Tanah Runcuk that used to be a subject of intense debates among the scholars, is getting more interesting to be discussed again due to its being within liminality; between presence and absence, between fiction and reality, between fantasy and history. Precisely, Centre for Tanah Runcuk Studies intends to read the discourse of Tanah Runcuk which occupies a realm between myth and science with the approaches of art project and interdisciplinary studies. Instead of drawing a conclusion and producing a single interpretation, this effort expects to open a dialogue and alternative entry in approaching the discourse of Tanah Runcuk.

Recent Exhibitions


The idea underlying this exhibition emerged during our long-term research on the tradition of “Rampog Macan” or Tiger Raid. This ‘lost ceremony’ is believed to have begun (and written) in the early 17th century, and banned by the colonial authority in Dutch East Indies at the early 20th century.  For this ritual, people would gather under the hot tropical sun, in the palace square, to see Javanese tigers or weretigers being pitted against buffaloes, bulls, or thousands of spears. They would fight death on the “stage”. The king would also invite high-level colonial officials to sit with him; this was done for the sake of demonstrating his power. Tight rings of spears were the only wall separating the masses from the fights. The tigers’ death was inevitable, be it by the bull’s horn or a human’s spears.

Recent Projects


In the early 1990s, Kusbirin and his team completed a documentary film narrating their investigation towards the tradition of Rampogan Siluman Macan that had been celebrated since the colonial era in Tanah Runcuk. Without any clear reason, the authority ruling at that time stated that the film did not pass censorship. Only a while after, the original camera negative (OCN) of the film was said to be missing. As the regime changed, the Centre for Tanah Runcuk Studies team attempted to remake the film which had never met the public. CTRS also created a reinterpretation departing from the tape-recorded interviews with a number of informants whose names were kept confidential.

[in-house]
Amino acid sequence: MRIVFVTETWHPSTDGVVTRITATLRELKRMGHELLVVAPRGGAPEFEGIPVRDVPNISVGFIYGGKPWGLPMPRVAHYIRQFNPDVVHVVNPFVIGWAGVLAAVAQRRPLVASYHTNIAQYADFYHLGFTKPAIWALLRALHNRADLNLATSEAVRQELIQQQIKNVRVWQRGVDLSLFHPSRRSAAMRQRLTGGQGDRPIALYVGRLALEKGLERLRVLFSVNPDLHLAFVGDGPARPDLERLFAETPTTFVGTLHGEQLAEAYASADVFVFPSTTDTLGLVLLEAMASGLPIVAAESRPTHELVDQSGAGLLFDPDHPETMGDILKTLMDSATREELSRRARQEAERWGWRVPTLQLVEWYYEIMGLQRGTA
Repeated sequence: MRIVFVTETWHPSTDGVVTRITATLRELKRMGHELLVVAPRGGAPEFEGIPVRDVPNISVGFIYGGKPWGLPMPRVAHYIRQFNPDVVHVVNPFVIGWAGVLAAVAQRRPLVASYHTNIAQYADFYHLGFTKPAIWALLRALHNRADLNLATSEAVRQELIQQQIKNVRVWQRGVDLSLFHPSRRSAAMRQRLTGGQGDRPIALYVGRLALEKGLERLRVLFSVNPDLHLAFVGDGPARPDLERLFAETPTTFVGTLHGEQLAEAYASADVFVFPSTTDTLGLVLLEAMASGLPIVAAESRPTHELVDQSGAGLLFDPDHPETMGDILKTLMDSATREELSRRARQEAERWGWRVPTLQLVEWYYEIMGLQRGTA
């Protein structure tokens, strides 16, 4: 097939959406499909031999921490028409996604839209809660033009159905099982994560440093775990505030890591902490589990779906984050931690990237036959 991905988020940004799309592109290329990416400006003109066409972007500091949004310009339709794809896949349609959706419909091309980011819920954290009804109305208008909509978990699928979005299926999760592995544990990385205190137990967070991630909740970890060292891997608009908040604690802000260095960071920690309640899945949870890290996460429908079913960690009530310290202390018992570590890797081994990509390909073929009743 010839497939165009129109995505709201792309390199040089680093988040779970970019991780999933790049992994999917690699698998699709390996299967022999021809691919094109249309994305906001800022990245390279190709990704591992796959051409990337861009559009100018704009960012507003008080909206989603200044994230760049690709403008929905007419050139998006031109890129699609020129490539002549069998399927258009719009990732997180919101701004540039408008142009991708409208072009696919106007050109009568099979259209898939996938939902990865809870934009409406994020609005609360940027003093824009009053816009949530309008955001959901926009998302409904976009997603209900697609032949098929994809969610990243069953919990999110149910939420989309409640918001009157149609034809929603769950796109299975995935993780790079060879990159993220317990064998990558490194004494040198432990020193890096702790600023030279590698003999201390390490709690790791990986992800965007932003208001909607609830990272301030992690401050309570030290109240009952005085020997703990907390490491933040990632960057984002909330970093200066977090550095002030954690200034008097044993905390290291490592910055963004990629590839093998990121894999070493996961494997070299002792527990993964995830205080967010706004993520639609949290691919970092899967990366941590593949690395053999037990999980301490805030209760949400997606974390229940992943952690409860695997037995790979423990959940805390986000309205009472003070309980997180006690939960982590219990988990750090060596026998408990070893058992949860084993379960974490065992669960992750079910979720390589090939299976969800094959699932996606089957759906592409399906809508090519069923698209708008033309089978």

Recent Essays


Archive, a Reality of Power and the Other

by Irham N. Anshari
To comprehend the lengthy project of the Centre for Tanah Runcuk Studies (CTRS), initially I have to propose an appropriate perspective to apply. This entire project posts some questions about archive, which thereupon lead us to the question of “what is reality?” Boris Groys comes up with an interes...


Witch-Hunt and Agricultural Revolution in Tanah Runcuk by Yulianto Nugroho
It more or less tells about the situation where so many people coming from different backgrounds were gathering in a large mass. Some people were enjoying the atmosphere of witch-hunt by telling jokes one another, while some others doing some reckless acts. If the brutality had been initiated in conjunction with the revolutionary anticolonial nationalism, it would have brought the authority of the Dutch East Indies government down. This was in parallel with the imagination of Indonesia described by Dr. Soetomo. This was what the ruling authority considered as the most dangerous revolution.
Magical Powers: Traditional Elites and Colonialism by Kristina da Silva
Why should this collective resembling a vergadering be annulled? In the 19th century, Java was encountering some social explosions. Nevertheless, the resistance against the colonial government had not grown into national scale. It means that the rebellions against colonialism were still conducted in local scopes. Moreover, the notion of nationalism had not yet been evidently present. Consequently, those rebellions would quickly be followed by exterminations. Still in the same century, raised diverse religious movements manifested in the forms of religious schools and mystic teaching. These rebellions occurred as a result of the replacement of traditional system by the modern one.

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